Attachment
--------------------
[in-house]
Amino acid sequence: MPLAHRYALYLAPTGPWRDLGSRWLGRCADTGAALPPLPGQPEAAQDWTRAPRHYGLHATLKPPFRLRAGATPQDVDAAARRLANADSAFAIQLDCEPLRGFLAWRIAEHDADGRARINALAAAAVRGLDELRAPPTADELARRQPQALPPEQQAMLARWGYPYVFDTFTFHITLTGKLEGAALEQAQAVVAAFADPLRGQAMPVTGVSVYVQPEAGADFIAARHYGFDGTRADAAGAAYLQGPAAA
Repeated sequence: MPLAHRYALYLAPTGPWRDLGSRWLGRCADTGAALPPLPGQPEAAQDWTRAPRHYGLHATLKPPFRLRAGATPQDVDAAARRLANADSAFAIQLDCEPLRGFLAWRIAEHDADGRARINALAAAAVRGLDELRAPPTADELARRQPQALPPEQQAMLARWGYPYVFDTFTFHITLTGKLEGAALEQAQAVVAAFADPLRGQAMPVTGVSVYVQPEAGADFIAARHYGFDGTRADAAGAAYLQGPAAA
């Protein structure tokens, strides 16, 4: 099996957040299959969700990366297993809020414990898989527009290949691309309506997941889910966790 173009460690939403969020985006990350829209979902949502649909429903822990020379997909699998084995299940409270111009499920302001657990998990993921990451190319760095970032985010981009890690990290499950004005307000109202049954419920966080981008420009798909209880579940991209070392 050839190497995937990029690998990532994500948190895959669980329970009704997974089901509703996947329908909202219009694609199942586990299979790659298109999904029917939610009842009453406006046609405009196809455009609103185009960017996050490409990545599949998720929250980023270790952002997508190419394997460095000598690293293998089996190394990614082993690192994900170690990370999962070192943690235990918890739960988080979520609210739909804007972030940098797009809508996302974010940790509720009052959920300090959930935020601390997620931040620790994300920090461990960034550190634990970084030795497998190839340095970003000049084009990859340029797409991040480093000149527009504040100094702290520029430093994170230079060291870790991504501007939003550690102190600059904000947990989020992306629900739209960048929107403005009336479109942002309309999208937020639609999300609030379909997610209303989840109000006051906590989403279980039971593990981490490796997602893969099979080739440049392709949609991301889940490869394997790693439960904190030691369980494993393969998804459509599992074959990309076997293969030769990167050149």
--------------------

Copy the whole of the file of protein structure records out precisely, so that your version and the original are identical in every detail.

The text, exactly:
[in-house]
Amino acid sequence: MPLAHRYALYLAPTGPWRDLGSRWLGRCADTGAALPPLPGQPEAAQDWTRAPRHYGLHATLKPPFRLRAGATPQDVDAAARRLANADSAFAIQLDCEPLRGFLAWRIAEHDADGRARINALAAAAVRGLDELRAPPTADELARRQPQALPPEQQAMLARWGYPYVFDTFTFHITLTGKLEGAALEQAQAVVAAFADPLRGQAMPVTGVSVYVQPEAGADFIAARHYGFDGTRADAAGAAYLQGPAAA
Repeated sequence: MPLAHRYALYLAPTGPWRDLGSRWLGRCADTGAALPPLPGQPEAAQDWTRAPRHYGLHATLKPPFRLRAGATPQDVDAAARRLANADSAFAIQLDCEPLRGFLAWRIAEHDADGRARINALAAAAVRGLDELRAPPTADELARRQPQALPPEQQAMLARWGYPYVFDTFTFHITLTGKLEGAALEQAQAVVAAFADPLRGQAMPVTGVSVYVQPEAGADFIAARHYGFDGTRADAAGAAYLQGPAAA
């Protein structure tokens, strides 16, 4: 099996957040299959969700990366297993809020414990898989527009290949691309309506997941889910966790 173009460690939403969020985006990350829209979902949502649909429903822990020379997909699998084995299940409270111009499920302001657990998990993921990451190319760095970032985010981009890690990290499950004005307000109202049954419920966080981008420009798909209880579940991209070392 050839190497995937990029690998990532994500948190895959669980329970009704997974089901509703996947329908909202219009694609199942586990299979790659298109999904029917939610009842009453406006046609405009196809455009609103185009960017996050490409990545599949998720929250980023270790952002997508190419394997460095000598690293293998089996190394990614082993690192994900170690990370999962070192943690235990918890739960988080979520609210739909804007972030940098797009809508996302974010940790509720009052959920300090959930935020601390997620931040620790994300920090461990960034550190634990970084030795497998190839340095970003000049084009990859340029797409991040480093000149527009504040100094702290520029430093994170230079060291870790991504501007939003550690102190600059904000947990989020992306629900739209960048929107403005009336479109942002309309999208937020639609999300609030379909997610209303989840109000006051906590989403279980039971593990981490490796997602893969099979080739440049392709949609991301889940490869394997790693439960904190030691369980494993393969998804459509599992074959990309076997293969030769990167050149």